Recent research has revealed enormous variation in performance and growth among firms, which both drives and is driven by large reallocations of inputs and outputs across firms (churning) within industries and markets. These differences in firm-level outcomes and the associated turnover of firms affect many economic policies (both labor- and non-labor-oriented), on both a microeconomic and a macroeconomic scale, and are affected by them. Properly evaluating these policies requires familiarity with the sources and consequences of firm-level variation and within-industry reallocation.
Enormous differences in firm-level performance and reallocations within industries are common facets of production economics.
Dispersion and turnover shape the micro- and macroeconomic phenomena that interact with various policies.
Microeconomic policies that affect and are affected by firm-level variation and churning include hiring or investment regulations, taxes, and subsidies.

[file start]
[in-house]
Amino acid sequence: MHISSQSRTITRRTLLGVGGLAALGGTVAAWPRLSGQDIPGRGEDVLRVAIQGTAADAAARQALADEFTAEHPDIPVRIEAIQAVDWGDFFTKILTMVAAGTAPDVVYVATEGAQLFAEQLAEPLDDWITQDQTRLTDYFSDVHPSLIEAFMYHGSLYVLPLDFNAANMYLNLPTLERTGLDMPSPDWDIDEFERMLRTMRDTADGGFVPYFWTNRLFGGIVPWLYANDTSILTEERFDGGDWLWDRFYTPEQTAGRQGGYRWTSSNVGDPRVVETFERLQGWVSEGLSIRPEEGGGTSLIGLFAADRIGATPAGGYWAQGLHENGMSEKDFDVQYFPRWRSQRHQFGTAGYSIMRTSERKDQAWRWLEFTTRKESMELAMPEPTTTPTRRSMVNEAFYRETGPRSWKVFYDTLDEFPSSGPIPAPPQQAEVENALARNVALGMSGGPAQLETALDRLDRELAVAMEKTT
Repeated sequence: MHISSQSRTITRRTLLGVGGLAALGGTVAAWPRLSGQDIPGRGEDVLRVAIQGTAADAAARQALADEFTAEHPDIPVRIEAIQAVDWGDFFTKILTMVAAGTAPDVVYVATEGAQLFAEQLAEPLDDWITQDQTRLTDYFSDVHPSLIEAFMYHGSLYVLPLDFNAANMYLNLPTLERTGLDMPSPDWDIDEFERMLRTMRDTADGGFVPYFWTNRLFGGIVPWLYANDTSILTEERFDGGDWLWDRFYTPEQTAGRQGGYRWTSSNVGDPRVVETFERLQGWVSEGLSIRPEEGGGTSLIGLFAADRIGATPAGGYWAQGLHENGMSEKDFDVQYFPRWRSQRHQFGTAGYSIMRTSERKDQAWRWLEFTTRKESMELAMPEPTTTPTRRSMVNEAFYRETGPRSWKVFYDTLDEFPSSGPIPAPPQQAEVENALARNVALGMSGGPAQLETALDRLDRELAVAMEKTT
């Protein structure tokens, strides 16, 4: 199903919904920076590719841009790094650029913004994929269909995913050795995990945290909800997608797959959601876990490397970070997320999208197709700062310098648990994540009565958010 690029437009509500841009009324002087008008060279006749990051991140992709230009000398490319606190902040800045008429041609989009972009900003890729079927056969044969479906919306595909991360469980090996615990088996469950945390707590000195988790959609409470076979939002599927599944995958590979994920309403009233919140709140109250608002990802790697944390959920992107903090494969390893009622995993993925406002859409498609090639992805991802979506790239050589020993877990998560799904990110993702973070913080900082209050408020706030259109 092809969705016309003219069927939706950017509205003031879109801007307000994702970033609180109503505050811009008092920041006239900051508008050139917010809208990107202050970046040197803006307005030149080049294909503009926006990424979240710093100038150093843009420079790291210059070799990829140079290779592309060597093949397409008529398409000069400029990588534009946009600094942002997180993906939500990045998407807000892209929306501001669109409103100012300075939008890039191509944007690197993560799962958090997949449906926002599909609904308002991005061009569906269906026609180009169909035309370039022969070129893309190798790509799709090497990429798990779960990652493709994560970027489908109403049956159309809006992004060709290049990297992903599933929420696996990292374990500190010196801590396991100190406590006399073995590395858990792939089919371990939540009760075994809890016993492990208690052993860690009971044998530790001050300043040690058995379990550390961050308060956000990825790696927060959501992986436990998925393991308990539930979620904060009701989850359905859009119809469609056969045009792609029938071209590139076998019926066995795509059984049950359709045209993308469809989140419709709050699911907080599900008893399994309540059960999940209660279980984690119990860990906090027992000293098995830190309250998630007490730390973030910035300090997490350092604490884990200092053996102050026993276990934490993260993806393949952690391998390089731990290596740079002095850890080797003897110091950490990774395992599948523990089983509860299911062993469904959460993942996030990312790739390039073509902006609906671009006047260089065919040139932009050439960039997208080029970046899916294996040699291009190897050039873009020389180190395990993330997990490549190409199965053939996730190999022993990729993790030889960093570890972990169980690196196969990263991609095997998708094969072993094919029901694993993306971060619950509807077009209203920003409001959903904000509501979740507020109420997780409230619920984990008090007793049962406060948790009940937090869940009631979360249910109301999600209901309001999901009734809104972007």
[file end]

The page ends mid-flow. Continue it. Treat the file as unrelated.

Macroeconomic policies tied to firm-level dispersion and reallocation include national trade policies and laws and regulations that shape the allocation of production across businesses within industries or markets.
Much of what is known about variation in firm-level outcomes and within-industry reallocation comes from data collected by national statistical agencies for constructing aggregates, not expressly for learning about dispersion and churning.
Considerably more could be learned from expressly designed data collection, but this would be expensive and involve budget tradeoffs.